Transvestite Discrimination Case Begins After Death
Margie Hunter, the mother of Tyrone Hunter, a transvestite who died following a car accident in 1995, has brought a lawsuit claiming her son received negligent care from emergency medical technicians and a doctor at DC General Hospital.
"It's long overdue," said Ms. Hunter of the lawsuit. She claims that emergency medical technicians laughed at her 24-year-old son and deprived him of care because he was dressed in women's clothing.
Her lawsuit also states that a doctor, Joseph Bastien, was not properly certified to care for her son at DC General on August 7, 1995, and accused him of withholding care as well. Bastien allegedly did not put Hunter into surgery to stop internal bleeding, and was not given a needed blood transfusio, resulting in his death.
Several residents are scheduled to testify that they witnessed first-hand EMTs' comments about Hunter after they pulled him from the car. The paramedics allegedly halted treatment on Hunter for at least five minutes after detecting that he was male.
8/31/2015 Chicago Activists Continue Hunger Strike to Save Predominately Black Public High School - Chicago residents have entered the second week of their hunger strike protesting the closure of Dyett High School, in the predominately African-American Bronzeville neighborhood located on the South Side of Chicago.
Parents and community members are calling on the Chicago Board of Education to keep Dyett - the only open-enrollment, neighborhood school in its area - open and accept a community plan to revitalize the school with a focus on science and green technology. . . .
8/28/2015 Alaska Court Protects Abortion Access for Low-Income Women - The Alaska Superior Court struck down a state law yesterday that would have severely limited abortion access for low-income women in Alaska.
The state's Superior Court also struck down a Department of Health and Social Services regulation that placed narrow specifications on Medicaid coverage for abortions, requiring that Medicaid-funded abortions be determined by a physician to be "medically necessary." Last year, the Center for Reproductive Rights, the American Civil Liberties Union, and Planned Parenthood sued on behalf of the Planned Parenthood of the Great Northwest, claiming that the narrow definition of "medically necessary" arbitrarily established conditions designed to restrict the ability of low-income women to access abortion services.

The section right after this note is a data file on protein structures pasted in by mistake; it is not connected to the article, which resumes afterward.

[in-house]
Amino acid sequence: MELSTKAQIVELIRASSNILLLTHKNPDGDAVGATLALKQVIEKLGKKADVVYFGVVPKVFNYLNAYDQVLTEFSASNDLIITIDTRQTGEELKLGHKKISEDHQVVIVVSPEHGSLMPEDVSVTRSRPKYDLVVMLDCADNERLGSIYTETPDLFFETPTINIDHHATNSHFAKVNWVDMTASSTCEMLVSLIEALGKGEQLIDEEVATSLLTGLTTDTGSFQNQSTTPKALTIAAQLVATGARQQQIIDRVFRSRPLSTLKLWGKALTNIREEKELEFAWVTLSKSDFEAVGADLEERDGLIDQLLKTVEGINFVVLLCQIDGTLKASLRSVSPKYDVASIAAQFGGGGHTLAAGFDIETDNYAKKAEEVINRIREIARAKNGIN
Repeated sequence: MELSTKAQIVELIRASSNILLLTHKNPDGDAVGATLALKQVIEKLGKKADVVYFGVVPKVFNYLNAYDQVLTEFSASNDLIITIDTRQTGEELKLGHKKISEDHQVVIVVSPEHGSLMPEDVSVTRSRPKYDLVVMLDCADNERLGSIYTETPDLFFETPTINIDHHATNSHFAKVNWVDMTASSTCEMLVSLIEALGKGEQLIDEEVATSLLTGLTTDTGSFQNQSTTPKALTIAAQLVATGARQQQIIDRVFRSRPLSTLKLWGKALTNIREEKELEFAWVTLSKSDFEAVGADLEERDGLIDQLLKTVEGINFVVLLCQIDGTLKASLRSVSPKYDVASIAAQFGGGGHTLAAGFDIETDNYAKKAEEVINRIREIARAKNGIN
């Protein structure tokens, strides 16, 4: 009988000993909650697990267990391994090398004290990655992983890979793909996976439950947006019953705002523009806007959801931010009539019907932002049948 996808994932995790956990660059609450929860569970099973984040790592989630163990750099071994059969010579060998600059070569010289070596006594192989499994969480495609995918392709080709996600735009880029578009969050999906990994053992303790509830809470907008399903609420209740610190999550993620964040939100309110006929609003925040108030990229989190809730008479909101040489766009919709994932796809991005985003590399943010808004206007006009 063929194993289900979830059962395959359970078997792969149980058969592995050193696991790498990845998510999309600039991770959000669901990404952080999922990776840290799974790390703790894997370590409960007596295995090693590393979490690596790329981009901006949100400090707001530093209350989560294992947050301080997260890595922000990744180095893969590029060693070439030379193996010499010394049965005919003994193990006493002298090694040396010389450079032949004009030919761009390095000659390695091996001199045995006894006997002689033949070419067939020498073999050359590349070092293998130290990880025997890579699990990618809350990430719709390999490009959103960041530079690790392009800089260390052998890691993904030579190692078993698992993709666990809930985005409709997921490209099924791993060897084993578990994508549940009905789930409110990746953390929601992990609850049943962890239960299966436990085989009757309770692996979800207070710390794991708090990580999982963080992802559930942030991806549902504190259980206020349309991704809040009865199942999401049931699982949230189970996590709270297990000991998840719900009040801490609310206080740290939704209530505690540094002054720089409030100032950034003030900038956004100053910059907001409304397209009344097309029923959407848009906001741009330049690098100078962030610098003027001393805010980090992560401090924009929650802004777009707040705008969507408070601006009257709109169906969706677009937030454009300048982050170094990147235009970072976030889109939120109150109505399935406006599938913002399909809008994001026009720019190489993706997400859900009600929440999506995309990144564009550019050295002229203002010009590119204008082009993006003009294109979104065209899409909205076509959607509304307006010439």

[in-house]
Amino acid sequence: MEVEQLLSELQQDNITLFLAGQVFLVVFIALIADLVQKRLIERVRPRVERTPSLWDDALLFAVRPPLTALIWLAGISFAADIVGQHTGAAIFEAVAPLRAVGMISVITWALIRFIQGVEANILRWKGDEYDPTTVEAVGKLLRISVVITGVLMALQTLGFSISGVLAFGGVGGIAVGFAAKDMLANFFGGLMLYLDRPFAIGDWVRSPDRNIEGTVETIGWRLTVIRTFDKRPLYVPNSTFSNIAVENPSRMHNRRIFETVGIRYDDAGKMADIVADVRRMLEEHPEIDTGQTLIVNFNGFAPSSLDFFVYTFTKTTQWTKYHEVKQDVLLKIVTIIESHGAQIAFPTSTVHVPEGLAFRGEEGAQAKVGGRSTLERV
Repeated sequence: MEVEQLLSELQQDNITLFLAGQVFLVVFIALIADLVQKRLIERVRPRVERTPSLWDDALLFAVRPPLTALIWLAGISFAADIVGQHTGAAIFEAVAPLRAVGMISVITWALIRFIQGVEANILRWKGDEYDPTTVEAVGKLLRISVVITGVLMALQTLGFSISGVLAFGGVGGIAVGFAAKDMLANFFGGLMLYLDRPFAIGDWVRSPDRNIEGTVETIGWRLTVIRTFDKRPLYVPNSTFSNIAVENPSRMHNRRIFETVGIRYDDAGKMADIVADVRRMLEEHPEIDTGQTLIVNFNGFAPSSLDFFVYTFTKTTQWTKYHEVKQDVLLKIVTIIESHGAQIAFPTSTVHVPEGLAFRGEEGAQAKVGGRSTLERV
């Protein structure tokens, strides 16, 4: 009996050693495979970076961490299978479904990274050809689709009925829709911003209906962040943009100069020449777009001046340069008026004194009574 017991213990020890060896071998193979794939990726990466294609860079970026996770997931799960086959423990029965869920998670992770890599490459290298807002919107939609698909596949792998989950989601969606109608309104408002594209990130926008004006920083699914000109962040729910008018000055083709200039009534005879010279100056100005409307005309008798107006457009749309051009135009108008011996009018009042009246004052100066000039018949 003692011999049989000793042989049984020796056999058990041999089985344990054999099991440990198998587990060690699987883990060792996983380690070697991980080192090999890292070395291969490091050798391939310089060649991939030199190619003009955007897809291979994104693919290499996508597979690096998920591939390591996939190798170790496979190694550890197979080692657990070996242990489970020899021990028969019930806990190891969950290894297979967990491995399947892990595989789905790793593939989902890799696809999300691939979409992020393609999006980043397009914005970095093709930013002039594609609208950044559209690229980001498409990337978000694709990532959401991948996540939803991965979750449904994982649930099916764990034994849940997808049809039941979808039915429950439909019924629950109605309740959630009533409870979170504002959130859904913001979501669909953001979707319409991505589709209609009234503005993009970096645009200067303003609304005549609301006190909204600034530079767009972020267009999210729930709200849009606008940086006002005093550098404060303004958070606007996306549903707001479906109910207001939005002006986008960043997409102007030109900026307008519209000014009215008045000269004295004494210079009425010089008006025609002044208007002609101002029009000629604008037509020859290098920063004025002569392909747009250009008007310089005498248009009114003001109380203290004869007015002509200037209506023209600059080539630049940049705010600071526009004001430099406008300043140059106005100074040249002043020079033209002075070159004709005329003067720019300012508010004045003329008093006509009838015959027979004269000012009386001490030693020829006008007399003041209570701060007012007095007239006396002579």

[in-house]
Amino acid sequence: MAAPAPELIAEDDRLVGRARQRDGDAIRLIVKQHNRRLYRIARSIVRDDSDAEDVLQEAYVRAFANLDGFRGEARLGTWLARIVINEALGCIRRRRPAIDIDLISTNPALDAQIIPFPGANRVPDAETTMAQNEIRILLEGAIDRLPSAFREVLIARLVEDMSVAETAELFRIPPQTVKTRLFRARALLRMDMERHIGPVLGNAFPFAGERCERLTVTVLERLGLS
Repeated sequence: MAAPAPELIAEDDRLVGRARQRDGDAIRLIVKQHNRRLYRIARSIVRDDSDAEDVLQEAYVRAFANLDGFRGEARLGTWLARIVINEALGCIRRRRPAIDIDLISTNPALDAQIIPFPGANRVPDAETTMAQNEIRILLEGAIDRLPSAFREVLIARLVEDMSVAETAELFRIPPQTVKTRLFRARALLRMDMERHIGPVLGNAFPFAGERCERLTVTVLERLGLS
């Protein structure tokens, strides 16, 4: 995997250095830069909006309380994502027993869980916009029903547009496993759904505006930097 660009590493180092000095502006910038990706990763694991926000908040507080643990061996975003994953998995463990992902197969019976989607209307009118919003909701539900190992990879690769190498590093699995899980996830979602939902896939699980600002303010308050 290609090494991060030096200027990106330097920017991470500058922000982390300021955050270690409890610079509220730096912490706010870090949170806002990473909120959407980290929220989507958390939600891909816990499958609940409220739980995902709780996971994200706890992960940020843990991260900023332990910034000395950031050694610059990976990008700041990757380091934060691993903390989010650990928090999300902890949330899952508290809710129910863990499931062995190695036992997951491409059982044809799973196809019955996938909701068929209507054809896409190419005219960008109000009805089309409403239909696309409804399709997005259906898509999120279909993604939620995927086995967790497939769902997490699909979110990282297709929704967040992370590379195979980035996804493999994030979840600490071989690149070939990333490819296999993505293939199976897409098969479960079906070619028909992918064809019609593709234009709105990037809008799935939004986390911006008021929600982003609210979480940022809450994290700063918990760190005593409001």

The law was temporarily blocked last July by an Alaskan state court judge.
Superior Court Judge John Suddock ordered yesterday that the state be blocked from implementing this regulation, ruling that it placed an undue burden on low-income women seeking abortion services in Alaska.
"By providing health care to all poor Alaskans except women who need abortions, the challenged regulation violates the state constitutional guarantee of 'equal rights, opportunities, and protection under the law'," the ruling read.
"We applaud the superior court for striing down these cruel restrictions on women's health and rights that violate the Alaska Constitution," said Chris Charbonneau, CEO of Planned Parenthood of the Great Northwest and the Hawaiian Islands. . . .